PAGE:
I do know that the character debuted in The New Teen Titans book, that he has a bitchin costume, that the series has 50 issues with two annuals, and that this newly released collection contains his first appearance and the first eleven issues of the comic. Currently, I have a bunch of stuff sitting in my “To Read” pile, but if a sale on Vigilante happens to come my way in the near future, I can see picking up this series becoming a top priority. I am so excited to check this out!


Slice into the Woods


Comey Fired - Yeah, because why not? In this bizarro world, why the fuck not? Seriously, how can anyone support the guy who is the main subject of an investigation into his alleged treasonous activities, who then fires the person investigating him? Word on the street is that #45 will then fill Comey’s position with yet another traitor who will then close the case. Positively repulsive.


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Friday, May 5, 2017

Friday Slice of Heaven, Slice into the Woods 5/5/2017

Welcome back, Donist World Denizens! For those of you new to our site, I’m Donist, and I am joined by Donist World CFO the Reverse Obie* (my friends’ Boston terrier whose fur recently swapped colors) and by our marketing director / administrative assistant / party planner / “We are Groot” puppy Tulip (my dog, Reverse Obie’s sister). I had a few more comics come to mind to include in the “Great Post-Apocalyptic and Dystopian Comics” series I’ve been writing, so that is what we are going to look at in this installment. Again, the idea came to me last month after listening to the audiobook of The Handmaid’s Tale, which got me thinking about my 1/27/2017 post listing the various books to read in the dark times of a #45 presidency. So, why not compile a list of post-apocalyptic and dystopian comics where bad men have taken control, or religion has been twisted to enable individuals to seize power, or biological weapons have decimated populations, or corporations have taken over, or the wealthy tread on the poor, or or OR!!! Basically, we’re going to look at what happens when sh_t becomes some f_ed up sh_t. Anyhow, I have to sneak out so Tulip and Reverse Obie don’t get wise to the fact that I’m going to be seeing Guardians of the Galaxy 2 this afternoon, and that dogs — even those who are executives of a Fortune 320,000 company — still are not allowed in the theater. So, pour yourself a stiff drink, sit down, strap in, and prepare to not be smiling by the time you get through these books. You will, however, be glad you read them. Thank you for reading!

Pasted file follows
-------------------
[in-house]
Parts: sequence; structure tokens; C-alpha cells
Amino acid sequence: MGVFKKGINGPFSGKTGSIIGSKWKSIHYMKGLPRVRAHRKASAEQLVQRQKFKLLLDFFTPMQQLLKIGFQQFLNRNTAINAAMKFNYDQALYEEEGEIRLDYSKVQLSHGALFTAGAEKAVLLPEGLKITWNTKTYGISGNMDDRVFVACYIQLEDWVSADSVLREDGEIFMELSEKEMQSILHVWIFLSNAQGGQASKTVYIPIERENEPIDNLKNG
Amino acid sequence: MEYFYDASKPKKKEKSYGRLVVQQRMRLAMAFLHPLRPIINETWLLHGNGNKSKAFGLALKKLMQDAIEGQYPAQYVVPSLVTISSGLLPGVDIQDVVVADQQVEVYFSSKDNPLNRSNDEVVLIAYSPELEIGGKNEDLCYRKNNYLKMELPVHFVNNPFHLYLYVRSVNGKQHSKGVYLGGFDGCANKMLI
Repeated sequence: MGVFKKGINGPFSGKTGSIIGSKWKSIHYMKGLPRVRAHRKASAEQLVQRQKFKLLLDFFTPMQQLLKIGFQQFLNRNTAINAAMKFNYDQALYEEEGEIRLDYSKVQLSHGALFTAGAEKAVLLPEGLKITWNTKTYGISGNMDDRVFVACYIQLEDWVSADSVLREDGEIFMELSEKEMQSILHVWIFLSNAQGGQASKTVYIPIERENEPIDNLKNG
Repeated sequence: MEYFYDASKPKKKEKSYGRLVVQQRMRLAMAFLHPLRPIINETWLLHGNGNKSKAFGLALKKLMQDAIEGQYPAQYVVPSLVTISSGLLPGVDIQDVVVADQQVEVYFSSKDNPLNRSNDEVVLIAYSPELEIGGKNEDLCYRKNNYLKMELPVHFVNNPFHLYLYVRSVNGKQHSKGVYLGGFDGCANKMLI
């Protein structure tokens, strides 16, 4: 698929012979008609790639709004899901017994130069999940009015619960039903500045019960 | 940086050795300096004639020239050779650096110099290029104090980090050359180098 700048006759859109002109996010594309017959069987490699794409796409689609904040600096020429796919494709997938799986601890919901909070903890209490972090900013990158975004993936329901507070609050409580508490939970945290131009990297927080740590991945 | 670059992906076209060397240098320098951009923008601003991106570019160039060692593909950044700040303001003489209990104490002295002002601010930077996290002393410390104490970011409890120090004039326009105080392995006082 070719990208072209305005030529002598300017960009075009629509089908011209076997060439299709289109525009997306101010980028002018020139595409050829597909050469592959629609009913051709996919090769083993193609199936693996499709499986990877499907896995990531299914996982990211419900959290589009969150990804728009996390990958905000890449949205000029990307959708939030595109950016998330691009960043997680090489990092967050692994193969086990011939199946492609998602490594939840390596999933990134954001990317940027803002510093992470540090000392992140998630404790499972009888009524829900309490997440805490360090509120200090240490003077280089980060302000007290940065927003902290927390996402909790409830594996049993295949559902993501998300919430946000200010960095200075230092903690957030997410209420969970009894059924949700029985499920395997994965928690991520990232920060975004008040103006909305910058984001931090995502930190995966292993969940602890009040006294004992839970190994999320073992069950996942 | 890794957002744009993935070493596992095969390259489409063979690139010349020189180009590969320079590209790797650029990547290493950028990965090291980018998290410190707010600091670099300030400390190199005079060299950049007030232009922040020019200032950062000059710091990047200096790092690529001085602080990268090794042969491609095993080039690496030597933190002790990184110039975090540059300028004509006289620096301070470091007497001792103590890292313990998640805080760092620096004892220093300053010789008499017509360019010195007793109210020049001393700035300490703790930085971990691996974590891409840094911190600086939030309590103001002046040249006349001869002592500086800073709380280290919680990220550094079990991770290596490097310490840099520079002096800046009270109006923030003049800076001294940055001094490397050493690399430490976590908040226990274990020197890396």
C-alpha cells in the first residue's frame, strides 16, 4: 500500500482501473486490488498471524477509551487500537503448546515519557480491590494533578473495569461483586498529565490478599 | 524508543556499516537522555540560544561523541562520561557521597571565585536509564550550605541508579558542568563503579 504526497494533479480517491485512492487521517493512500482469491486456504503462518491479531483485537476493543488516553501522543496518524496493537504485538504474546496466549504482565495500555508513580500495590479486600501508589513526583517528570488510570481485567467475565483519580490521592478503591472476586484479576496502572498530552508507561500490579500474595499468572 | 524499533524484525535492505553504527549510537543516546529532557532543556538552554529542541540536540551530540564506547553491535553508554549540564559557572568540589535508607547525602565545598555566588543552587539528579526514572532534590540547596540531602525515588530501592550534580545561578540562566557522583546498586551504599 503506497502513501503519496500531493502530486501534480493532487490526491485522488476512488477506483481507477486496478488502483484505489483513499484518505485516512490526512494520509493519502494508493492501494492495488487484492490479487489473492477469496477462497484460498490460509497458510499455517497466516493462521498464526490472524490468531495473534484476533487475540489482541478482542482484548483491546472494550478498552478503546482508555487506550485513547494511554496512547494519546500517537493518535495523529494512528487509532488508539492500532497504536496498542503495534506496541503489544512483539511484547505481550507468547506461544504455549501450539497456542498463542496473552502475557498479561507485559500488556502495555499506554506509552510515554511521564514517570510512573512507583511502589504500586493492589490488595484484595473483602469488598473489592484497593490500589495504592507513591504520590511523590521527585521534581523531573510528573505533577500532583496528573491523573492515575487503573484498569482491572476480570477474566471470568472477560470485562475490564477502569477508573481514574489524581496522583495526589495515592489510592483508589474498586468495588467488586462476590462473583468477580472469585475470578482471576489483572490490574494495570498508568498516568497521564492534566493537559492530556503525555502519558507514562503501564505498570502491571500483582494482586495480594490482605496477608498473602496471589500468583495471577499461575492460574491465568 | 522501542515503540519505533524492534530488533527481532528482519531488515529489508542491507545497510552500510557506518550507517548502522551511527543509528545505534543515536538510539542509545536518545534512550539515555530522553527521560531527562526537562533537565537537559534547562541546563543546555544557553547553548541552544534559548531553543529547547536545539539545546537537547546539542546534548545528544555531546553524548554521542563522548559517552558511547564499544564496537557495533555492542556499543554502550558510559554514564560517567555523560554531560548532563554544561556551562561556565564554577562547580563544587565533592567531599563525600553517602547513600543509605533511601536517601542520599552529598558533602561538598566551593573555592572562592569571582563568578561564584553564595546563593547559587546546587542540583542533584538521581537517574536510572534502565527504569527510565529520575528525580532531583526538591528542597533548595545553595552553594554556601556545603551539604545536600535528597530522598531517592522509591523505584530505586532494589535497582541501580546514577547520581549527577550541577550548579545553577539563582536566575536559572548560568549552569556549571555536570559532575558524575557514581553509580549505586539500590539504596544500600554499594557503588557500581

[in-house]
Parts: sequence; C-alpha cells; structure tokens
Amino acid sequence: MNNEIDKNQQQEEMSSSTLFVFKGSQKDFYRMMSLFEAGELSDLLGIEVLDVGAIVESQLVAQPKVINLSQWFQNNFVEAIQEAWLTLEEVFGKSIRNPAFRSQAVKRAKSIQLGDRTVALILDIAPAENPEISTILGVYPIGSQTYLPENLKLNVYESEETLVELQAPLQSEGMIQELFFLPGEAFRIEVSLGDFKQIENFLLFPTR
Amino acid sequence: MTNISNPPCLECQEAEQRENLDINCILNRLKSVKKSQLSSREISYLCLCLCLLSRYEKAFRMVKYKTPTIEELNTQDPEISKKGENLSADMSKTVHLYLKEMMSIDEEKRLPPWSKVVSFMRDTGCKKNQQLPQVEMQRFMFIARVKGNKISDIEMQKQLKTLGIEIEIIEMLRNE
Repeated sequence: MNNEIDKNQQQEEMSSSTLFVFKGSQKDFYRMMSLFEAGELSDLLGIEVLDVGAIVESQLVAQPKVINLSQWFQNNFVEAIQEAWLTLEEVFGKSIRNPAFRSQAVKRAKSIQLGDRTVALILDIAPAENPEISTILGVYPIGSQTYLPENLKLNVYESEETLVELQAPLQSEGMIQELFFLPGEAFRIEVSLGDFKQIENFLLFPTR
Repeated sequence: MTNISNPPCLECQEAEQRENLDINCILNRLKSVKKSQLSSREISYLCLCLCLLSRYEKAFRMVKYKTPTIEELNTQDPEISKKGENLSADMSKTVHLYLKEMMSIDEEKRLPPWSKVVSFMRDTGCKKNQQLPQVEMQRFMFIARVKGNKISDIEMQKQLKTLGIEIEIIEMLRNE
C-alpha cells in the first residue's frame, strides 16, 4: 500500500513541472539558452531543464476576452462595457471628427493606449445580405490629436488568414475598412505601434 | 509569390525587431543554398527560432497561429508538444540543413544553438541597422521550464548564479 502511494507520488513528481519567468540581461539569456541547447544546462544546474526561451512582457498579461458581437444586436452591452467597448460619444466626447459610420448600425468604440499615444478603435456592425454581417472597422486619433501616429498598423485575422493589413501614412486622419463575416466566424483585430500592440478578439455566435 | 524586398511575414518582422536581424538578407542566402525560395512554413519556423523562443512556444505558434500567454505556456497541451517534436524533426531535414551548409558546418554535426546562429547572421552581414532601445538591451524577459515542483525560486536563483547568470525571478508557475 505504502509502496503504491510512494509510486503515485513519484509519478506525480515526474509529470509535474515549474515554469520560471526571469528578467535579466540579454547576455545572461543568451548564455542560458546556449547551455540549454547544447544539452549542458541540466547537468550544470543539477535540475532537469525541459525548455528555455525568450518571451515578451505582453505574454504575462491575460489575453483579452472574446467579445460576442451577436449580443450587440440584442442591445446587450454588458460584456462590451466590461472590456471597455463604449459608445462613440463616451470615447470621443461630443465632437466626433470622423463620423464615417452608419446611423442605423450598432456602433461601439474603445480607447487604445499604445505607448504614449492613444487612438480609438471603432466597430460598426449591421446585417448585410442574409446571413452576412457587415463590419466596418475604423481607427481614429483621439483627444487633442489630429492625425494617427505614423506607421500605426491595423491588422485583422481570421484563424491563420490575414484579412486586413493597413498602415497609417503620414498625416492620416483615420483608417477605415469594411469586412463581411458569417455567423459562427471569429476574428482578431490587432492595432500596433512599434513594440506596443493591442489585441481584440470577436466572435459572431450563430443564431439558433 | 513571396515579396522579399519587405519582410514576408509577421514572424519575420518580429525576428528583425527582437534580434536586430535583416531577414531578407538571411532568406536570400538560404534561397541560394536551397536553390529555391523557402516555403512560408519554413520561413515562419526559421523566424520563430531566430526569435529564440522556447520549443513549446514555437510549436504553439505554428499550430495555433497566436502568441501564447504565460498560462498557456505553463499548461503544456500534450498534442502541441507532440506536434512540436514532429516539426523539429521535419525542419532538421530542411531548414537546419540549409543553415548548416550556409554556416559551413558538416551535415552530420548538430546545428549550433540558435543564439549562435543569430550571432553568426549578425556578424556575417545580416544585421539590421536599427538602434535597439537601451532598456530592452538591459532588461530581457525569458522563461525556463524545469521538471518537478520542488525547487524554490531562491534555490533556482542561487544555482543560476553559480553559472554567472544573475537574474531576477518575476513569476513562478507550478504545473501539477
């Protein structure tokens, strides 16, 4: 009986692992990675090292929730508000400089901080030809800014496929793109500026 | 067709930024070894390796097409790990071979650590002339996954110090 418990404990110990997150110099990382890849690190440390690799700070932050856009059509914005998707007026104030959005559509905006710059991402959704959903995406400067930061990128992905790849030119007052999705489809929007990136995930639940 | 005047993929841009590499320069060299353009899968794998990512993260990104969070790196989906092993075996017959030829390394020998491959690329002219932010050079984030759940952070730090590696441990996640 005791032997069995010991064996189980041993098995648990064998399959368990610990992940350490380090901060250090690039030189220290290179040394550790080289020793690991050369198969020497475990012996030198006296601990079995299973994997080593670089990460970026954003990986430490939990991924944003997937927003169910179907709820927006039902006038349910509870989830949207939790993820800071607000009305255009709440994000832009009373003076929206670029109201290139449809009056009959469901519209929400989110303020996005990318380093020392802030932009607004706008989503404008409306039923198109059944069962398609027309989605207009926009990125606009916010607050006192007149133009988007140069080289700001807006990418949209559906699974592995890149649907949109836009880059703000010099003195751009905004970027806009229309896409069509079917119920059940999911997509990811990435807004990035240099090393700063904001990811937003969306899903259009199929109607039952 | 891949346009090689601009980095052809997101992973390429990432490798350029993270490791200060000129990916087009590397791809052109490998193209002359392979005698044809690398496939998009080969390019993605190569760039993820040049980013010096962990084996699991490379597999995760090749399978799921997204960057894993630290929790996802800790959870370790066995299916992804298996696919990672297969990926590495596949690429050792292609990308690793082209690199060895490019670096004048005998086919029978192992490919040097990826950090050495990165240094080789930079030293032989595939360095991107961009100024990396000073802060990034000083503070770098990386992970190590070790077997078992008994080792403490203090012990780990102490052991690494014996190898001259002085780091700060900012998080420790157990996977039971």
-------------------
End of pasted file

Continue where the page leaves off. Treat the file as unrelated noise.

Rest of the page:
*Obie, through his dabbling in arcane magics mixed with ancient corrupt business practices, has had not just the colors of his fur switched, but a complete overhaul of his work ethic as well…I think I’m kinda okay with the mishap.


***Possible Spoilers Below***

Great Post-Apocalyptic and Dystopian Comics (Part 3)


As always, these are in no particular order other than as they come to mind or as I happen to see them on the shelves. Get ready to be frightened. Be ready to be made uncomfortable. Be ready for some pretty dang great comics. If you missed them, be sure to check out Part 1, and Part 2!

Y the Last Man

Written by Brian K. Vaughan, illustrated by Pia Guerra, published by Vertigo Comics, a DC Comics imprint. Given that House Republicans — a group of predominantly white males — just passed their evil and inhumane healthcare bill, some might take solace by looking to the recent past for a comic book that solved the problem of corrupt males in positions of power. Unfortunately, in this highly-praised series, all decent men were factored into that fix . In the phenomenal Y the Last Man, every male mammal on Earth (those with a Y chromosome) simultaneously dies horribly…all males except for college student Yorick Brown and his pet monkey, Ampersand. The last two males on the planet are joined by a geneticist and a mysterious Federal agent as they attempt to learn what caused this catastrophe and try to find a way to save the human race. This is a phenomenal sci-fi adventure, and if you are already familiar with Vaughan’s work, then you know to expect startling cliffhangers, splendid characterization, flashes of humor, and moments that will break your heart. What I found most interesting — as mentioned in the first issue — the effect of losing the world’s men all at once varies from country to country: some countries have a robust female navy force, others are better equipped for food production, others have more robust science programs, and so on. Vaughan also touches upon religion, expectations on appearance, and how those formerly oppressed by men carry on. Dang, Denizens, you’ll flip when you see how various groups of women react when they discover that one man still roams the land. <shiver>. I desperately need to reread this great series, and if you missed it the first time around, then I STRONGLY recommend you catch up with the five available trades as soon as possible. It also appears that FX is slated to make this grand tale into a television series…fingers crossed.